Dar es Salaam — The Tanzanian government's recent decision to suspend publication of two daily newspapers undermines the principle of good governance and tarnishes the image of Tanzania abroad, media professionals and legal experts say.
Effective September 27th, Mwananchi was shut down for 14 days and Mtanzania for 90 days for allegedly publishing seditious articles the government said threatened national security and violated peace and solidarity in the country.
The government used the Newspaper Act of 1976 to prohibit the newspapers from publishing.
Lawyer Nyaronyo Mwita Kichere said the act should have been repealed in 1992, when it was included in a list of 40 laws recommended to be invalidated by the Nyalali Commission, named for then-Chief Justice Francis Nyalali.
"This law vests unique power into the hands of one minister, who can make the decision to close a newspaper without availing the owners or editors responsible the opportunity to be heard," Kichere said. "It is a bad law by all parameters."
Tanzania is a signatory to the Open Government Partnership, which demands that governments be transparent to citizens in everything they do, he said.
The articles that prompted the closures were Mwananchi's story on government salaries that was based on confidential documents, and Mtanzania's piece titled "Muslims pray under tight security" that used a picture of a government police dog, which to some implied the government was sending dogs into mosques.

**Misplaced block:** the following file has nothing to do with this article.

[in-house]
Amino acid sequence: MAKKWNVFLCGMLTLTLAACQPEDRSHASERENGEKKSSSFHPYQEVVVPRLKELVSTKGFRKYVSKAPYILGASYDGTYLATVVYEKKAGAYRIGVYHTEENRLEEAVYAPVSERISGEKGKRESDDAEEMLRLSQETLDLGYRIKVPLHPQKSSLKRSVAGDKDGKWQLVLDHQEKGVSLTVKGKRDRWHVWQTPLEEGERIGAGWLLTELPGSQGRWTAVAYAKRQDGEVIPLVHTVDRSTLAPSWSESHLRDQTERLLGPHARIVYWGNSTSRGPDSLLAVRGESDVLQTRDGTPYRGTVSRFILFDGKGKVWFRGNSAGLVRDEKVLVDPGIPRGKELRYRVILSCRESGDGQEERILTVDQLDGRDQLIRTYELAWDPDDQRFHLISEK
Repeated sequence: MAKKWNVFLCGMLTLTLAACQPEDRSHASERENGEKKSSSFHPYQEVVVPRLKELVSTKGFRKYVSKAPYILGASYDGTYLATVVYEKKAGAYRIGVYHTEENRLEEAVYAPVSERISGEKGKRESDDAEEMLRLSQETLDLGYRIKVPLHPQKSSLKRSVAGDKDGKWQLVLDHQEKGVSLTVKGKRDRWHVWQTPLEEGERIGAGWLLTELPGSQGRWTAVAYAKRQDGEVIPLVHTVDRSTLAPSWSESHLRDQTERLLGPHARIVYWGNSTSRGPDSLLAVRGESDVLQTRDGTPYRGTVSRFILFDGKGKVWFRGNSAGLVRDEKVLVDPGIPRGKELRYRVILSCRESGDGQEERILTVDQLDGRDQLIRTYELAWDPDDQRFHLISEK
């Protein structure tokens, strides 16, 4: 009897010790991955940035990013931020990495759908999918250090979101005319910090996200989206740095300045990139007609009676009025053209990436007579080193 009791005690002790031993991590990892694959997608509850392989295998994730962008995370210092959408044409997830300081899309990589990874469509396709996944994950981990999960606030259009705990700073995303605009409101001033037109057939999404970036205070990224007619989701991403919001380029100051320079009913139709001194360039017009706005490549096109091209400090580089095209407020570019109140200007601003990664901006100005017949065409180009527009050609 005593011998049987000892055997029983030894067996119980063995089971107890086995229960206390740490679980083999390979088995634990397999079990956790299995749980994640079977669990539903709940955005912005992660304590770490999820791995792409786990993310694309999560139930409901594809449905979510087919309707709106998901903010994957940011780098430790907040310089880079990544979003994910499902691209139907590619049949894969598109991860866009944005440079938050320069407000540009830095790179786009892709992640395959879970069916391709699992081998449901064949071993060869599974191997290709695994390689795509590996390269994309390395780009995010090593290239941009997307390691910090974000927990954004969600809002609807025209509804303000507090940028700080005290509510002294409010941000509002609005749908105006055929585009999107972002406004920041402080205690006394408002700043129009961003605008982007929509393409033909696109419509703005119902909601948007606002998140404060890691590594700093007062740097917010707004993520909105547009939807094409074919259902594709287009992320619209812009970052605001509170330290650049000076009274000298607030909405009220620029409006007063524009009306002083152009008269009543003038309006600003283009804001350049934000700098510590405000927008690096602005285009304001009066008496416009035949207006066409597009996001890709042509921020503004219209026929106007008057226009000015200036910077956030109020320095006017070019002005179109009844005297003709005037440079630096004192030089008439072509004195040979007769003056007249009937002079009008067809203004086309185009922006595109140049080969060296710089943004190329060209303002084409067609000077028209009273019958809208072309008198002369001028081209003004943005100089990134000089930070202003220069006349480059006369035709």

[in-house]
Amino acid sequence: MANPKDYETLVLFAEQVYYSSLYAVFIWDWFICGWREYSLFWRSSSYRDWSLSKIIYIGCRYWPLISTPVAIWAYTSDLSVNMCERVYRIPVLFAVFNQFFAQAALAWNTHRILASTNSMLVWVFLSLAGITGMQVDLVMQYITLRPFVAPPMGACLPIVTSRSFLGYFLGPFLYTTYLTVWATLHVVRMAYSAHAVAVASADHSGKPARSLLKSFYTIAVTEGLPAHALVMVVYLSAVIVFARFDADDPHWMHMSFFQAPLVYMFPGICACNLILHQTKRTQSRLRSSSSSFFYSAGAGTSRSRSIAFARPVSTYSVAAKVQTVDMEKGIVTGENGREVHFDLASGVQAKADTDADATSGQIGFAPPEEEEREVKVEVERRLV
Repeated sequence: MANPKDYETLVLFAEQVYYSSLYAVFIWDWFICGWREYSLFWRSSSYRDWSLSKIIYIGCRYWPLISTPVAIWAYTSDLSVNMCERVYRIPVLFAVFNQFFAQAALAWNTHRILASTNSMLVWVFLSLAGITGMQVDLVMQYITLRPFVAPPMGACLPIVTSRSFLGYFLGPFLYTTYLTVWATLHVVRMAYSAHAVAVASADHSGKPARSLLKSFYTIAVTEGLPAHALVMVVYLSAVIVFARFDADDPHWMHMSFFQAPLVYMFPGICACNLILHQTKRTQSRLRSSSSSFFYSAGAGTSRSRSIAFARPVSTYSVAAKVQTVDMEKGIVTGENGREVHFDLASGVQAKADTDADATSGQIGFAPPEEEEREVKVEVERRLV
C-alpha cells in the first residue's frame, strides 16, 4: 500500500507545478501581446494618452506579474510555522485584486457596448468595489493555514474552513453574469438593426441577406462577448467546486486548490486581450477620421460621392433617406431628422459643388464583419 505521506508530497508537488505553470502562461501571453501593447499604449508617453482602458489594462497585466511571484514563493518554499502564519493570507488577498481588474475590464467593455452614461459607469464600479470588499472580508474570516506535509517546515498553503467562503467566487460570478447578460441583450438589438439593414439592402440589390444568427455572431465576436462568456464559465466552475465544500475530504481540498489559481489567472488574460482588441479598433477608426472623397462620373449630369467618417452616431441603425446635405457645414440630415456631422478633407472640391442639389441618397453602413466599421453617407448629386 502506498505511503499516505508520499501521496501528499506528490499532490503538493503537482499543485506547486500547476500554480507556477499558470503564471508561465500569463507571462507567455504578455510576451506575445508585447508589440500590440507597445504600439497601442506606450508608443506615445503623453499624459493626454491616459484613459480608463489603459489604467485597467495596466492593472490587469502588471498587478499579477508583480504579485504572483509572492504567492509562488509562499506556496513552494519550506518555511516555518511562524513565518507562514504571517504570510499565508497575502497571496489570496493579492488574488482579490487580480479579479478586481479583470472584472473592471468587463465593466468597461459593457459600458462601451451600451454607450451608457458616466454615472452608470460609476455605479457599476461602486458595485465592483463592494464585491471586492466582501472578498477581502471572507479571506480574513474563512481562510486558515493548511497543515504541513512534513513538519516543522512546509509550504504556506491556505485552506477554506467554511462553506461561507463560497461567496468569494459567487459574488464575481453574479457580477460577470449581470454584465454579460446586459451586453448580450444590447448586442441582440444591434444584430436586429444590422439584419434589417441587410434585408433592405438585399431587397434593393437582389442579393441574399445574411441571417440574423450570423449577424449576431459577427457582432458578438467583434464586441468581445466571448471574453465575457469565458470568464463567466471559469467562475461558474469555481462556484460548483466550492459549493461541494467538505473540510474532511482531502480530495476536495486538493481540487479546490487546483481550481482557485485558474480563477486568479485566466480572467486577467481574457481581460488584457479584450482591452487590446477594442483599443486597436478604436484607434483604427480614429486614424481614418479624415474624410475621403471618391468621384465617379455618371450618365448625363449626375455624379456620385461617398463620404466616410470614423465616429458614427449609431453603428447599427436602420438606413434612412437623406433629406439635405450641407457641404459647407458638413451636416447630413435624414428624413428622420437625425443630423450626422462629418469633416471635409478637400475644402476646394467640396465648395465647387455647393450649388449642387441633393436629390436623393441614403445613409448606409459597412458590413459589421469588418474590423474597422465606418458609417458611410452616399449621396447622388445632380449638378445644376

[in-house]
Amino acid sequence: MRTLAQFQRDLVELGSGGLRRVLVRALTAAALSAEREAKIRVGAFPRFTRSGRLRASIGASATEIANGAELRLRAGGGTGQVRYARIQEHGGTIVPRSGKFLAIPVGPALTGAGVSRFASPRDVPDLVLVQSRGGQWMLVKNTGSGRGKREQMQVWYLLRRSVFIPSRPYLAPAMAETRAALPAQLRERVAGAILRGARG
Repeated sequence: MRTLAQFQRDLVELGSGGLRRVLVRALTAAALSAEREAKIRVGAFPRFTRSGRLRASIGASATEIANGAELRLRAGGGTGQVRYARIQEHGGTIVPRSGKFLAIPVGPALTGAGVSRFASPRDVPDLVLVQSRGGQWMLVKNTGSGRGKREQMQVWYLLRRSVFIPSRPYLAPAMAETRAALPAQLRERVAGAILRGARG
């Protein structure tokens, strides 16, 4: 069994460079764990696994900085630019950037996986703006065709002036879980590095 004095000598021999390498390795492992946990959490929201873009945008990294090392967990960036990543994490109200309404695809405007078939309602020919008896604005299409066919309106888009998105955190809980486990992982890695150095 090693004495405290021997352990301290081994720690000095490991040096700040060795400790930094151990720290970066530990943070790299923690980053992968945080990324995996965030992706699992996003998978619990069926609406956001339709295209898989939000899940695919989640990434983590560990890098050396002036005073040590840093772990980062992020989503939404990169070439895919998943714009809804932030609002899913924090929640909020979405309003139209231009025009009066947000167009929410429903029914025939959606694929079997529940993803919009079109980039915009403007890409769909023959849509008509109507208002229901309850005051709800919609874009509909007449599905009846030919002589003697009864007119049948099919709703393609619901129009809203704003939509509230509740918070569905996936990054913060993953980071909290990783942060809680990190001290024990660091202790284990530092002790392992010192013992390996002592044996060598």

Executive Secretary of the Media Council of Tanzania Kajubi Mukajanga said the closure of the newspapers undermines democracy.
"The steps taken by the government are very unfortunate and undemocratic and have taken the country decades back in its endeavour to build a democratic society that respects freedom of expression and the media," Mukajanga told Sabahi.
Freedom of expression is the most fundamental right that empowers other rights to be realised, he said, adding that Tanzania should strive to safeguard it first and foremost.
On Wednesday (October 9th), stakeholders from Tanzania's independent media protested the recent closures and issued a statement announcing an indefinite boycott of news related to Minister of Information, Culture and Sports Fenella Mkangala and Director of Tanzania Information Services Assah Andrew Mwambene.
Not the first time
Mwananchi and Mtanzania are not the first newspapers the government has shuttered recently.
MwanaHalisi, an investigative weekly newspaper, was closed indefinitely in July 2012 for publishing what the government called "seditious and false material".
In its July editions, MwanaHalisi published a series of articles on the attack in late June against Stephen Ulimboka, chairman of the Tanzania Medical Association.
Ulimboka had been leading a demonstration in a standoff between the government and doctors over salary increases when he was abducted, beaten and tortured.
MwanaHalisi reported that a state intelligence officer had allegedly conspired with three others in the attack against Ulimboka. The newspaper also published telephone numbers of those it claimed were perpetrators of the attack, showing the time and places from where the calls were made to allegedly plan the abduction.